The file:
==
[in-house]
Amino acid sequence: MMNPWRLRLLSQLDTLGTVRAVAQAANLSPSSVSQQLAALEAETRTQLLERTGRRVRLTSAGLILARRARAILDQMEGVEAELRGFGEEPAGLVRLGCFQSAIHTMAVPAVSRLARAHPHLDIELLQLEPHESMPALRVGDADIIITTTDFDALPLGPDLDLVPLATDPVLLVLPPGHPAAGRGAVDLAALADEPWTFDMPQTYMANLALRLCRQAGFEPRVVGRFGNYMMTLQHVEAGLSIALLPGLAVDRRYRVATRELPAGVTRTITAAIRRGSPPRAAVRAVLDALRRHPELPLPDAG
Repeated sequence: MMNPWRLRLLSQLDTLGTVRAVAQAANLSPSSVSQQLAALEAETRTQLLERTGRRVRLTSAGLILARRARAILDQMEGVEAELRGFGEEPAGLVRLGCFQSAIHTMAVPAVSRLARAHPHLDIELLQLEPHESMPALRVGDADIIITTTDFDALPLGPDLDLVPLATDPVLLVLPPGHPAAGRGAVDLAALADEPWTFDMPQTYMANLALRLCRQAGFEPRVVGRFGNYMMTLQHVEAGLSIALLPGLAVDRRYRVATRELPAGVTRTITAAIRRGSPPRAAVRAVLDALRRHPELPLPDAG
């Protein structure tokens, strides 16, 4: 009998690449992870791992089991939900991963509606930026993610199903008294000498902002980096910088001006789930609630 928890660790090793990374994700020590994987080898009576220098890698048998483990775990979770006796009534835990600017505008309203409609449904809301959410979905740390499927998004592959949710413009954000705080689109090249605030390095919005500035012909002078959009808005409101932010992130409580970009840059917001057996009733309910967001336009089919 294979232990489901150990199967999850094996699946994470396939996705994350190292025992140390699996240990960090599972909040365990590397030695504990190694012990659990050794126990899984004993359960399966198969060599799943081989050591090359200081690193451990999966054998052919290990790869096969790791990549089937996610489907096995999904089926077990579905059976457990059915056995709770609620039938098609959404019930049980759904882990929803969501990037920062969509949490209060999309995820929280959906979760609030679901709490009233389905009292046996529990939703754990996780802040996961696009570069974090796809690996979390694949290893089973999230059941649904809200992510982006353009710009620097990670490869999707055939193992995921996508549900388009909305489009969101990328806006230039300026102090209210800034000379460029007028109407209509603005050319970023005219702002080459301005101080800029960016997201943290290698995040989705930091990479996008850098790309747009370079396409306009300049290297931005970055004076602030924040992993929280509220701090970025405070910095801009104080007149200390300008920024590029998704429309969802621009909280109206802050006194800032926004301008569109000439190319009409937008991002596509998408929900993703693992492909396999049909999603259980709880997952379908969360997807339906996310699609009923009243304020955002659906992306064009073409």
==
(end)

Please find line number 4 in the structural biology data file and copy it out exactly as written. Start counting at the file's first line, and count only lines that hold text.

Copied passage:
């Protein structure tokens, strides 16, 4: 009998690449992870791992089991939900991963509606930026993610199903008294000498902002980096910088001006789930609630 928890660790090793990374994700020590994987080898009576220098890698048998483990775990979770006796009534835990600017505008309203409609449904809301959410979905740390499927998004592959949710413009954000705080689109090249605030390095919005500035012909002078959009808005409101932010992130409580970009840059917001057996009733309910967001336009089919 294979232990489901150990199967999850094996699946994470396939996705994350190292025992140390699996240990960090599972909040365990590397030695504990190694012990659990050794126990899984004993359960399966198969060599799943081989050591090359200081690193451990999966054998052919290990790869096969790791990549089937996610489907096995999904089926077990579905059976457990059915056995709770609620039938098609959404019930049980759904882990929803969501990037920062969509949490209060999309995820929280959906979760609030679901709490009233389905009292046996529990939703754990996780802040996961696009570069974090796809690996979390694949290893089973999230059941649904809200992510982006353009710009620097990670490869999707055939193992995921996508549900388009909305489009969101990328806006230039300026102090209210800034000379460029007028109407209509603005050319970023005219702002080459301005101080800029960016997201943290290698995040989705930091990479996008850098790309747009370079396409306009300049290297931005970055004076602030924040992993929280509220701090970025405070910095801009104080007149200390300008920024590029998704429309969802621009909280109206802050006194800032926004301008569109000439190319009409937008991002596509998408929900993703693992492909396999049909999603259980709880997952379908969360997807339906996310699609009923009243304020955002659906992306064009073409």